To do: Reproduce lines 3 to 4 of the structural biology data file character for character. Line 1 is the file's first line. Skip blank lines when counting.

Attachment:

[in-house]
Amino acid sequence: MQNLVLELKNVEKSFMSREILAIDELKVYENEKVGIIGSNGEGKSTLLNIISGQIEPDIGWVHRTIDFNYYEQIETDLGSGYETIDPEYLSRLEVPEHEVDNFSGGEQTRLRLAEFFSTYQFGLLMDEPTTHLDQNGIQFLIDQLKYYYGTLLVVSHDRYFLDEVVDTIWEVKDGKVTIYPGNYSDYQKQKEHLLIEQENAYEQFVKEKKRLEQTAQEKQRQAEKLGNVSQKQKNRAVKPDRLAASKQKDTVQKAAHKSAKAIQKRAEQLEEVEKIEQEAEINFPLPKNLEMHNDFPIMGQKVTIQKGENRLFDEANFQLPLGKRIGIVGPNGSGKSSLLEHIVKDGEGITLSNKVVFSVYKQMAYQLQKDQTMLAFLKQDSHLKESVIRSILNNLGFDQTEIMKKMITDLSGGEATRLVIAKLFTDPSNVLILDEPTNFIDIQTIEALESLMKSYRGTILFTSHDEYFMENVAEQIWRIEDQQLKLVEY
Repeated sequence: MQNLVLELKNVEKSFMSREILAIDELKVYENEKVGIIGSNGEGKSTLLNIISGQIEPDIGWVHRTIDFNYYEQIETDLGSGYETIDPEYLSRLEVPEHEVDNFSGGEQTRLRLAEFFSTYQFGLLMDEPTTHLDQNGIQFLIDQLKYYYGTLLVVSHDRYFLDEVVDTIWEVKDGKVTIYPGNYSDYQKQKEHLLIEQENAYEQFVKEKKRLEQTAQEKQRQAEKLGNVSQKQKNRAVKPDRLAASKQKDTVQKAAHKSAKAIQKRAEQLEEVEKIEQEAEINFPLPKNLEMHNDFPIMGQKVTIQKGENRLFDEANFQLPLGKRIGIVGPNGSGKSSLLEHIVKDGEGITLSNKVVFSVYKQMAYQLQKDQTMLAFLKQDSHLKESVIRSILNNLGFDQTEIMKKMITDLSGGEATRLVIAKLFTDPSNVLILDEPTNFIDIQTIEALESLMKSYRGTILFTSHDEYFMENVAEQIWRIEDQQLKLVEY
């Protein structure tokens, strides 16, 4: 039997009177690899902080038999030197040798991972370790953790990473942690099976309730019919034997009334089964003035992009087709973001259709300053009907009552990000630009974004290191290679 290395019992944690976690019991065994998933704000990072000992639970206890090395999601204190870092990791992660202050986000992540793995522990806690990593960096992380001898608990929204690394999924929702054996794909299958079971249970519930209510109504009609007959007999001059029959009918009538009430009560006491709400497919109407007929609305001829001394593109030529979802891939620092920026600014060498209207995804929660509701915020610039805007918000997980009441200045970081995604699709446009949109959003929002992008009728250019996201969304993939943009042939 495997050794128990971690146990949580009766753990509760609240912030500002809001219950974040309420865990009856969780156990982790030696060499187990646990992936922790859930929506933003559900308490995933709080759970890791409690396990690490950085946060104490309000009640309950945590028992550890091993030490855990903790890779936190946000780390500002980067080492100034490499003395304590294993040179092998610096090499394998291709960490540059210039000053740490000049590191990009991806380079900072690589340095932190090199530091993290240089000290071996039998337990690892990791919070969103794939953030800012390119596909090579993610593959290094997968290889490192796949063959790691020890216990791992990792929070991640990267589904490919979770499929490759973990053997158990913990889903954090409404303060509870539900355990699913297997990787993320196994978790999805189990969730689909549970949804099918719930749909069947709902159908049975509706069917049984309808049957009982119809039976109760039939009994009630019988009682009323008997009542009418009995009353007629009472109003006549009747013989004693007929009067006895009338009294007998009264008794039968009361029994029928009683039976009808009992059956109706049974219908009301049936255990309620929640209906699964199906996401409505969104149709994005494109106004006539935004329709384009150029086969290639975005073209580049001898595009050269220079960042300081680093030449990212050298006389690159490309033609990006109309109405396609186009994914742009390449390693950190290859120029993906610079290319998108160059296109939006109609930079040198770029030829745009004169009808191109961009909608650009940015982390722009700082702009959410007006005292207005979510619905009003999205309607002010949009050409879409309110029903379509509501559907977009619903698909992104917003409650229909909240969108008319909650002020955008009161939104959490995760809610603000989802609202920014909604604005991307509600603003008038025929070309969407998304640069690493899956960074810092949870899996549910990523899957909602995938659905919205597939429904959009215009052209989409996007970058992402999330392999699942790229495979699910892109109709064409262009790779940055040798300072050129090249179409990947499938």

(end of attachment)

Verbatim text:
Repeated sequence: MQNLVLELKNVEKSFMSREILAIDELKVYENEKVGIIGSNGEGKSTLLNIISGQIEPDIGWVHRTIDFNYYEQIETDLGSGYETIDPEYLSRLEVPEHEVDNFSGGEQTRLRLAEFFSTYQFGLLMDEPTTHLDQNGIQFLIDQLKYYYGTLLVVSHDRYFLDEVVDTIWEVKDGKVTIYPGNYSDYQKQKEHLLIEQENAYEQFVKEKKRLEQTAQEKQRQAEKLGNVSQKQKNRAVKPDRLAASKQKDTVQKAAHKSAKAIQKRAEQLEEVEKIEQEAEINFPLPKNLEMHNDFPIMGQKVTIQKGENRLFDEANFQLPLGKRIGIVGPNGSGKSSLLEHIVKDGEGITLSNKVVFSVYKQMAYQLQKDQTMLAFLKQDSHLKESVIRSILNNLGFDQTEIMKKMITDLSGGEATRLVIAKLFTDPSNVLILDEPTNFIDIQTIEALESLMKSYRGTILFTSHDEYFMENVAEQIWRIEDQQLKLVEY
């Protein structure tokens, strides 16, 4: 039997009177690899902080038999030197040798991972370790953790990473942690099976309730019919034997009334089964003035992009087709973001259709300053009907009552990000630009974004290191290679 290395019992944690976690019991065994998933704000990072000992639970206890090395999601204190870092990791992660202050986000992540793995522990806690990593960096992380001898608990929204690394999924929702054996794909299958079971249970519930209510109504009609007959007999001059029959009918009538009430009560006491709400497919109407007929609305001829001394593109030529979802891939620092920026600014060498209207995804929660509701915020610039805007918000997980009441200045970081995604699709446009949109959003929002992008009728250019996201969304993939943009042939 495997050794128990971690146990949580009766753990509760609240912030500002809001219950974040309420865990009856969780156990982790030696060499187990646990992936922790859930929506933003559900308490995933709080759970890791409690396990690490950085946060104490309000009640309950945590028992550890091993030490855990903790890779936190946000780390500002980067080492100034490499003395304590294993040179092998610096090499394998291709960490540059210039000053740490000049590191990009991806380079900072690589340095932190090199530091993290240089000290071996039998337990690892990791919070969103794939953030800012390119596909090579993610593959290094997968290889490192796949063959790691020890216990791992990792929070991640990267589904490919979770499929490759973990053997158990913990889903954090409404303060509870539900355990699913297997990787993320196994978790999805189990969730689909549970949804099918719930749909069947709902159908049975509706069917049984309808049957009982119809039976109760039939009994009630019988009682009323008997009542009418009995009353007629009472109003006549009747013989004693007929009067006895009338009294007998009264008794039968009361029994029928009683039976009808009992059956109706049974219908009301049936255990309620929640209906699964199906996401409505969104149709994005494109106004006539935004329709384009150029086969290639975005073209580049001898595009050269220079960042300081680093030449990212050298006389690159490309033609990006109309109405396609186009994914742009390449390693950190290859120029993906610079290319998108160059296109939006109609930079040198770029030829745009004169009808191109961009909608650009940015982390722009700082702009959410007006005292207005979510619905009003999205309607002010949009050409879409309110029903379509509501559907977009619903698909992104917003409650229909909240969108008319909650002020955008009161939104959490995760809610603000989802609202920014909604604005991307509600603003008038025929070309969407998304640069690493899956960074810092949870899996549910990523899957909602995938659905919205597939429904959009215009052209989409996007970058992402999330392999699942790229495979699910892109109709064409262009790779940055040798300072050129090249179409990947499938």